This article is part of our ‘Covid-19 & the Job Market’ resource pack. View more here.
Fake news is the order of the day. Make sure you fact check anything you hear. If you heard from someone who heard it from someone else who knows someone who might know something – chances are it’s untrue. If you found out on a Whatsapp thread, chances are it’s also untrue. Don’t share anything you “heard from someone”, it might save a life. If you’re keen on sharing, share this!
Holding your breath for 10 seconds is not a valid COVID-19 test.
This is a myth. The only verified test is that which comes from health authorities or professionals.
Healthy individuals are not at risk – Wrong!
Although healthier and younger individuals have a smaller mortality rate, they are equally at risk of contracting the virus. Healthier and younger individuals have also died from the virus. Moreover, if a healthier person contracts the virus, they may be asymptomatic and still carry the virus to other individuals who are more at risk.
Antibiotics do not kill the virus
Antiobiotics work against bacteria and not viruses – therefore they do not work against COVID-19. However, antibiotics may be given to you to treat bacterial co-infection if you are infected with the virus.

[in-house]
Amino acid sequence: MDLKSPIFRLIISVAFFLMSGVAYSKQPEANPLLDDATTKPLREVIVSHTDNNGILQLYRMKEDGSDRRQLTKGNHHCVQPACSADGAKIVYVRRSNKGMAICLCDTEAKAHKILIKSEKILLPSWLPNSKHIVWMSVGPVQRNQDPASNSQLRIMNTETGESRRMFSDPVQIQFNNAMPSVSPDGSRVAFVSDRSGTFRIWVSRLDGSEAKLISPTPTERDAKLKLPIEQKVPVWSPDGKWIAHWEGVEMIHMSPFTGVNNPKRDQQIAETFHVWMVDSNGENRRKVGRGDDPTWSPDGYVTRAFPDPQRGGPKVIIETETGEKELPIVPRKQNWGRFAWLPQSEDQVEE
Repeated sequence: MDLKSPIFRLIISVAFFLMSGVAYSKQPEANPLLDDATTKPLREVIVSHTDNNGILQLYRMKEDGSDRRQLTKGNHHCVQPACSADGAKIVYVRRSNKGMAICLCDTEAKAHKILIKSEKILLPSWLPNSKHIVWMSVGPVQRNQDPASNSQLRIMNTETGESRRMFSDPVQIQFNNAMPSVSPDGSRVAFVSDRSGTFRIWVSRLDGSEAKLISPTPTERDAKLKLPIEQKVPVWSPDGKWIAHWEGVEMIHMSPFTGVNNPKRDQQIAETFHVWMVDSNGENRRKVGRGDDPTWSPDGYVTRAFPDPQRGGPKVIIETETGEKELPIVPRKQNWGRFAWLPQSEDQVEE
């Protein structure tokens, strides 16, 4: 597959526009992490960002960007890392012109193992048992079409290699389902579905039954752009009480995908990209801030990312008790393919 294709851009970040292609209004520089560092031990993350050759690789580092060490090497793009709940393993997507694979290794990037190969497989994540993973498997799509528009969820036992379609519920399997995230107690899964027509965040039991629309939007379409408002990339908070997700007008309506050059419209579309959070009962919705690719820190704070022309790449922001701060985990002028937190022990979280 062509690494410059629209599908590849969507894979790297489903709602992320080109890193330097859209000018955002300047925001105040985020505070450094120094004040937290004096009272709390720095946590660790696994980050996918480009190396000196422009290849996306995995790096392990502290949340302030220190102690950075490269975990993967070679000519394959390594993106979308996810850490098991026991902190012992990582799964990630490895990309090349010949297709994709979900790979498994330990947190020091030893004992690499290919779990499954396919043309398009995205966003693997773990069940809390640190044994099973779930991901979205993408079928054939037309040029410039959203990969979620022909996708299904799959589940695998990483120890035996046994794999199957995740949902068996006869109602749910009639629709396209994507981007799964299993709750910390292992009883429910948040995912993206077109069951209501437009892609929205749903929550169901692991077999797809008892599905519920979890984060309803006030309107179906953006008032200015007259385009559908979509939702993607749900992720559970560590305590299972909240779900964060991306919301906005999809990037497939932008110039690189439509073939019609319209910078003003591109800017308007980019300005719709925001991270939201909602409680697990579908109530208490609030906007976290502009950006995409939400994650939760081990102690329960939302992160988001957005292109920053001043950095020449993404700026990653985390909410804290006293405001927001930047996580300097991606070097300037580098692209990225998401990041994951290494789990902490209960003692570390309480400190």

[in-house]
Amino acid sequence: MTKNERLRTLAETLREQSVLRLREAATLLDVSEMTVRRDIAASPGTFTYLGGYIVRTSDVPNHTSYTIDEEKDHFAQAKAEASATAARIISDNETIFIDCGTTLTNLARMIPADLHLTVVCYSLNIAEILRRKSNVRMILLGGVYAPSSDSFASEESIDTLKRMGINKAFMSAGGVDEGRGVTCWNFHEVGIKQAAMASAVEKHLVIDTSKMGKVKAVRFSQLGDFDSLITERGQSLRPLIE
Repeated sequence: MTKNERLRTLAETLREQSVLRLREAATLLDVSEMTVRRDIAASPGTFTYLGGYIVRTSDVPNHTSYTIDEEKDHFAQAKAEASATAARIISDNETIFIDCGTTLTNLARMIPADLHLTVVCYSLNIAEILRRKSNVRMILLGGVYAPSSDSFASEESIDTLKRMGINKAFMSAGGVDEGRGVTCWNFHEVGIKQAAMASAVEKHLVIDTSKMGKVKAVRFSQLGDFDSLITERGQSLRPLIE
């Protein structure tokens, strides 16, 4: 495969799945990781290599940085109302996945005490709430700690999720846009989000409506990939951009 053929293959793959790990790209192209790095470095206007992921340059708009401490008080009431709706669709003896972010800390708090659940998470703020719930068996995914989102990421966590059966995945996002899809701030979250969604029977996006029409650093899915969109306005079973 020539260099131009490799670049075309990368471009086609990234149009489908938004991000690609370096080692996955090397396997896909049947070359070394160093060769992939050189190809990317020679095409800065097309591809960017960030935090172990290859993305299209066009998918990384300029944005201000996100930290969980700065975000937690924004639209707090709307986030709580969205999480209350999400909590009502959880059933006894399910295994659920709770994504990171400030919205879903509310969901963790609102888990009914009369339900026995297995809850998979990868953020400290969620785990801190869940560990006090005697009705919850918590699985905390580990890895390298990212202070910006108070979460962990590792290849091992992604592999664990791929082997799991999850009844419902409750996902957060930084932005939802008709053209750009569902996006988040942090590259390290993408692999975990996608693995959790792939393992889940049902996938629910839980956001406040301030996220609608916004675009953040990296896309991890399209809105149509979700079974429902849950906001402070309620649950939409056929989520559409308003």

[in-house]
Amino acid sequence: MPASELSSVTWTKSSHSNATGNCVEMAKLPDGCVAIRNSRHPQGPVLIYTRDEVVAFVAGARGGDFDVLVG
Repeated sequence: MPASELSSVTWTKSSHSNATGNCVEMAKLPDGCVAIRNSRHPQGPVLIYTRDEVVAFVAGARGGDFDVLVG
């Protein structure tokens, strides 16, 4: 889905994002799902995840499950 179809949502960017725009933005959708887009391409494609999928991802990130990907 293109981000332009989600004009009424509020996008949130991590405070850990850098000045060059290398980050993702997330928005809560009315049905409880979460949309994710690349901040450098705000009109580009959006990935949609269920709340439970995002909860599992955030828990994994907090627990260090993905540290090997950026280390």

Alcohol kills the virus – also wrong.
Although rubbing hand sanitiser (which includes alcohol) kills the virus on your skin, ingesting it will actually weaken your immune system and increase the chances of acute respiratory distress syndrome (ARDS) which is one of the most severe complications of COVID-19. Moreover, alcohol weakens your immunity and virus resistance.
Sunnier countries are still at risk.
High temperatures do not prevent coronavirus disease. No matter how sunny or hot it is you can still catch the virus.
How effective are thermal scanners?
Although thermal scanners are effective in fishing out persons with high fever and who may, therefore, have contracted the virus, they are not effective in finding people who have been infected but who do not yet show signs of fever. It takes 2-10 days for infected persons to become sick and develop a fever.
Wash your hands, practise good hygiene, stay home or self-isolate where possible. If you have to go out keep a safe distance (2m distance) from those in the vicinity.
All information in this article can be found on the WHO International website and the national COVID-19 landing page.